A word about costs
There's no clear-cut price list for building a new photography website because no two websites are the same.
I don't create assembly-line websites, so I can't possibly state what a new site costs, I don't know what it looks like yet. Costs are influenced a lot by your target audience and how they'll be using the site etc. Therefore, as a professional, I start all design projects with a big questionnaire to fully understand what needs to be done, before I can give you a precise cost & time estimate. The scope of the project (researching & deciding on the best solution for your goals) is the hard part, so I can't post a fixed price online.
Smaller web-design services do have a flat fee (for simplicity): a website teardown is $350, an in-depth SEO review is $850, the WP care plan has 3 options ranging from $60 to $250 per month, and consulting calls are $120/hour (all expressed in USD).
Except for consulting, I don't work on an hourly basis, I am not selling my time. I work on a per-project basis & try to focus on the quality of the work, instead of rushing things. I don't accept checks or payment plans.
I give fixed project prices in advance, and I don't nickel and dime you with change orders, so we can stay within the initial budget. If needed, we can adapt the quote to your budget by adding or removing functionality.
The price never alters, there are no "surprises" or hidden costs. I want to have an up-front and honest working relationship.
In all honesty, I'm not the cheapest in the industry, nor do I want to be. The quality that I aim for doesn't allow for the prices offered by open marketplaces like Upwork. I don't participate in their race to the bottom.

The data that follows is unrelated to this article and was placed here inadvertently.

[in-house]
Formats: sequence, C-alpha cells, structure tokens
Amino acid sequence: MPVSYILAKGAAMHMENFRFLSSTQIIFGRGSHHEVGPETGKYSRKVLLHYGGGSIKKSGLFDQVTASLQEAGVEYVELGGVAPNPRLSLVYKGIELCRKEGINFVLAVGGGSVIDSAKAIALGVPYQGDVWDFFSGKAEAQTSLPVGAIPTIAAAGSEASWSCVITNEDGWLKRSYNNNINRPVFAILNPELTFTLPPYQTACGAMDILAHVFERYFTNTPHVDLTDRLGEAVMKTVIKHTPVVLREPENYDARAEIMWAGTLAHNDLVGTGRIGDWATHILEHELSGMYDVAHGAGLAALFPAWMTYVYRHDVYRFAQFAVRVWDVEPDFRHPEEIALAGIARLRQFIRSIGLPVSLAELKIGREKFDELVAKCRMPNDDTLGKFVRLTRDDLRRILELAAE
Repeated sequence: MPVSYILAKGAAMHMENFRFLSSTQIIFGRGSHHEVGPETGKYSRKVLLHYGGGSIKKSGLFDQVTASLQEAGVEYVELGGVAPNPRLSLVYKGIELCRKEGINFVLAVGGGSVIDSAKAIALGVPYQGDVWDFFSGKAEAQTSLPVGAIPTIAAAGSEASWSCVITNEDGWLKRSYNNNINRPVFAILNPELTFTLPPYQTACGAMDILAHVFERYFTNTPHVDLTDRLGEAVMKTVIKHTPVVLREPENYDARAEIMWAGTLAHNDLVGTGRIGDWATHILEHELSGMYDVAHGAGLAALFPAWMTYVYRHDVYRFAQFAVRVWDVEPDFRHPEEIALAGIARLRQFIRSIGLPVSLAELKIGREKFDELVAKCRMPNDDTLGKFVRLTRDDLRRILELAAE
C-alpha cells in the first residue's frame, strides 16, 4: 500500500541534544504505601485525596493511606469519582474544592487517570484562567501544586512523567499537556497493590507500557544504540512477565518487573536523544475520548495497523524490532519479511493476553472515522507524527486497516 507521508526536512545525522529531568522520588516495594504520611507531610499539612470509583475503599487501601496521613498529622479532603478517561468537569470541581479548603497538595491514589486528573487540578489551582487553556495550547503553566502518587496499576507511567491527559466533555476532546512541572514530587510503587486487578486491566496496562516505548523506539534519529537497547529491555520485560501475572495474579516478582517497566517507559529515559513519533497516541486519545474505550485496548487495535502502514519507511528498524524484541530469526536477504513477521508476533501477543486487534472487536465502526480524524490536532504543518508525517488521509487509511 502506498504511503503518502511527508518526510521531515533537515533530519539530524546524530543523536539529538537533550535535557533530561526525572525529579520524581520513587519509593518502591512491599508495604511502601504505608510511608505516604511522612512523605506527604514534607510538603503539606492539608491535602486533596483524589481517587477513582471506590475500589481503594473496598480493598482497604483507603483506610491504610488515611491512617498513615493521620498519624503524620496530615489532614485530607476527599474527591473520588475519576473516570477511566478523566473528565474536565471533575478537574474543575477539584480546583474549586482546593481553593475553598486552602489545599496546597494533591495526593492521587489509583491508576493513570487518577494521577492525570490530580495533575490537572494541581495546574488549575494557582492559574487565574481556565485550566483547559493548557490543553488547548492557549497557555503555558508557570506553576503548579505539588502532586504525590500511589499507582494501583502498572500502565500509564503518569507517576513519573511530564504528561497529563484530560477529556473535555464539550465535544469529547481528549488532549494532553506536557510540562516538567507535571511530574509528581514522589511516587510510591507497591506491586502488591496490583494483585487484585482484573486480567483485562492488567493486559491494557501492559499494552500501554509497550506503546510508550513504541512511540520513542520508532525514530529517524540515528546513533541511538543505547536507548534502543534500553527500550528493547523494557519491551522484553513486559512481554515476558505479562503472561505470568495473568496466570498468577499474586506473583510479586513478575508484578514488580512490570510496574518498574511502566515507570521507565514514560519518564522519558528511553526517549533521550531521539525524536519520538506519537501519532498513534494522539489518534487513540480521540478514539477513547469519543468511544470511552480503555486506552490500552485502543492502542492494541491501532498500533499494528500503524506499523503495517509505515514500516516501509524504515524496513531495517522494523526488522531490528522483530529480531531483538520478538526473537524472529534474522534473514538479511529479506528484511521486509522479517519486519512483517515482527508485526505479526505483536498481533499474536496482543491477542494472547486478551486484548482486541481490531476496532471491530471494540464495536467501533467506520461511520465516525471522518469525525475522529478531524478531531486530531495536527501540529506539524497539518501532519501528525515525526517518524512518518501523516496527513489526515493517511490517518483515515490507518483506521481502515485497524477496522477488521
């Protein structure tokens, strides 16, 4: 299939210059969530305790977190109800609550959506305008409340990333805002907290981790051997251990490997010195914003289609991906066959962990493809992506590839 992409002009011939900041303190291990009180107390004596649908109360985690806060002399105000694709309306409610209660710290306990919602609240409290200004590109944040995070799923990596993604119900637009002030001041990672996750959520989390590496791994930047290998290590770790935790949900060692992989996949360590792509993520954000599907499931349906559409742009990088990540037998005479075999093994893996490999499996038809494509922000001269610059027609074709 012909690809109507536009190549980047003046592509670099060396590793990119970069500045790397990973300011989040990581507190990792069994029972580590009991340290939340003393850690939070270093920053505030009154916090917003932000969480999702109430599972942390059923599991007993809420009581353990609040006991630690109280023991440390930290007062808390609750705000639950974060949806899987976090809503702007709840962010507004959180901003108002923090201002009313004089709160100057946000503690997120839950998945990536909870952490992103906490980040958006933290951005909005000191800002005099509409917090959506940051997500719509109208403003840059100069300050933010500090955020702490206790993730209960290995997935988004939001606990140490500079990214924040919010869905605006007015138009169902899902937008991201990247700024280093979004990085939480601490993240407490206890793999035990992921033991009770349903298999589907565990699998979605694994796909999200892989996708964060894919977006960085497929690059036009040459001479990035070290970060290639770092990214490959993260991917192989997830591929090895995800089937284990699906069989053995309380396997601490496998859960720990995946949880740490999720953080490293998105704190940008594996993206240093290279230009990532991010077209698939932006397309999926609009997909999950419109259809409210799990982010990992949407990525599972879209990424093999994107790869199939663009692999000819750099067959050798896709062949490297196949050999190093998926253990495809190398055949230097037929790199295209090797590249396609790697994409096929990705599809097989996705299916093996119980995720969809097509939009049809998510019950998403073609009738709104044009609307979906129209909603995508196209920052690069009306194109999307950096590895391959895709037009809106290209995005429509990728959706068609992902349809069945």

I'm the person you hire when you need your photography website done right, delivered on time for the right price.
Your photography website is an investment, not an expense
Photographers often feel a resistance toward hiring experts in other industries and allocating a budget for their website. It's natural to try to cut down on costs (especially in today's economy), but a poorly-built site won't give you serious results.
If you want to transition from an expense to an investment mentality, you have to work hard to define your goals first, to get to know who you’re working with (and how to work efficiently with them).
Generic developers perform tasks and focus on their time & output level. So they become an expense and a commodity. Whereas professionals provide solutions and focus mainly on the results they create, so they’re an investment and are worth paying relative to the value they give you.
I specialize in building photography websites and am willing to sit down and understand the "big picture" in your project, so I strive to position myself as a professional and a worthy investment.